Gone Today Here Tomorrow, the outline on a novel with focus on The Adventures of Huckleberry Finn by Mark Twain

Essay by hulagan10High School, 11th gradeA+, January 2003

download word file, 2 pages 3.9

All novels are the same; well, in a way they are. Most novels involve the mythological idea of the archetypal hero, where the protagonist follows an understood process. Included in this journey, is an event when the protagonist has a death and then is reborn. Although, in the novel, The Adventures of Huckleberry Finn by Mark Twain, this idea of death and rebirth is found rather effortlessly, there are other events which contain the same idea, but require more "higher level thinking," according to Bloom's theory. Huck Finn has many moments where he "dies," but one is obvious.

Huckleberry Finn "dies" when he stages his own death to escape from his father. This staged death by Huck leads him to begin an adventure. Many people who have read this novel read this passage and think Huck is faking his own death to escape his father, and that alone. Although this fact is true, Huck also fakes his own death so he can have a new identity and a new life.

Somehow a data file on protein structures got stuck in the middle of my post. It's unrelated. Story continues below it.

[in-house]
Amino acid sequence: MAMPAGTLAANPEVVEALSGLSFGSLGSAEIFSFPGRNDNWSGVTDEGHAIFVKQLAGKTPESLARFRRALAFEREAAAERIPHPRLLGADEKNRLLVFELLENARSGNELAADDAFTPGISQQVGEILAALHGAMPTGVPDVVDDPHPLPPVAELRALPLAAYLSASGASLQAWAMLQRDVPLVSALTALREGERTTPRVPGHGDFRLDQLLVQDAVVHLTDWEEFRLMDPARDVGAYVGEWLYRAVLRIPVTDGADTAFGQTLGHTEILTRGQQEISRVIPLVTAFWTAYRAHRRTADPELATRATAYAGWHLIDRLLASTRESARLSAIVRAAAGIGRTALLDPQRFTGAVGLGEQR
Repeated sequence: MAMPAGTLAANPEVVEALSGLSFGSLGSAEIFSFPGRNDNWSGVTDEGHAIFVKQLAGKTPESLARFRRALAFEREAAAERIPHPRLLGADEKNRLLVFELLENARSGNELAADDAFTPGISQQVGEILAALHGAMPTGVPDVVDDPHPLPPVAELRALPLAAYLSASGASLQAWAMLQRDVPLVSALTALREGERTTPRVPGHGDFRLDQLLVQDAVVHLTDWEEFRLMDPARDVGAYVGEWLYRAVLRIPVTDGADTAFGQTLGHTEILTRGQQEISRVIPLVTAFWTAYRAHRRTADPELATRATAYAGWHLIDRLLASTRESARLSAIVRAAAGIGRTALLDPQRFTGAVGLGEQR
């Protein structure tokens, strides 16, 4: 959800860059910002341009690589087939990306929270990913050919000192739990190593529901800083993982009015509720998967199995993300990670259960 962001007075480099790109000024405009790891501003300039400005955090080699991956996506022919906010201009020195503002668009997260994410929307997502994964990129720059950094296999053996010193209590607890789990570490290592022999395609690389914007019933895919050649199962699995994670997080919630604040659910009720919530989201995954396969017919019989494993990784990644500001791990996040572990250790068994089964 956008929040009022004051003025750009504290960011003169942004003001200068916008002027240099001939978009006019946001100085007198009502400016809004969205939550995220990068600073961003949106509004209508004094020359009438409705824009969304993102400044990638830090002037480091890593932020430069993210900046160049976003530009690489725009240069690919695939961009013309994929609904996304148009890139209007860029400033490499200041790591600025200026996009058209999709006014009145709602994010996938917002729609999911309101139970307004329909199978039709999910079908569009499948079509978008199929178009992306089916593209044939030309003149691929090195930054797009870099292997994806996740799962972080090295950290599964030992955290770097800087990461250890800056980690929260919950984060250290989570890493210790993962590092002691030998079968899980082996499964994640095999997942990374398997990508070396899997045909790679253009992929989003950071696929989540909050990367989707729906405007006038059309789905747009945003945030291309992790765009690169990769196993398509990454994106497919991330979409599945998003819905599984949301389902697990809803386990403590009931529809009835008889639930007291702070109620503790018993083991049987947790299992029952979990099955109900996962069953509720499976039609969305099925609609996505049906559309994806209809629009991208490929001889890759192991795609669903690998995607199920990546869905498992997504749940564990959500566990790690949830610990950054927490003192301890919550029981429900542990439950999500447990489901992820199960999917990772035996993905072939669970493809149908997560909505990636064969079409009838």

This was a good place for Twain to include the death portion of the death and rebirth cycle. Huck states in chapter seven, "I says to myself, I can fix it now so nobody won't think of following me." This passage describes how Huck wants to erase his identity and run away. By killing himself, Huck creates a new, unknown life.

Huck's new life begins when he stets foot into his canoe. This is a moment of both fear and joy because Huck knows he is beginning a new life. He knows he will not be able to talk to anybody or be seen. This situation is similar to Odysseus', when he has returned home in a disguise. Odysseus cannot talk to anybody he knows because he will reveal his...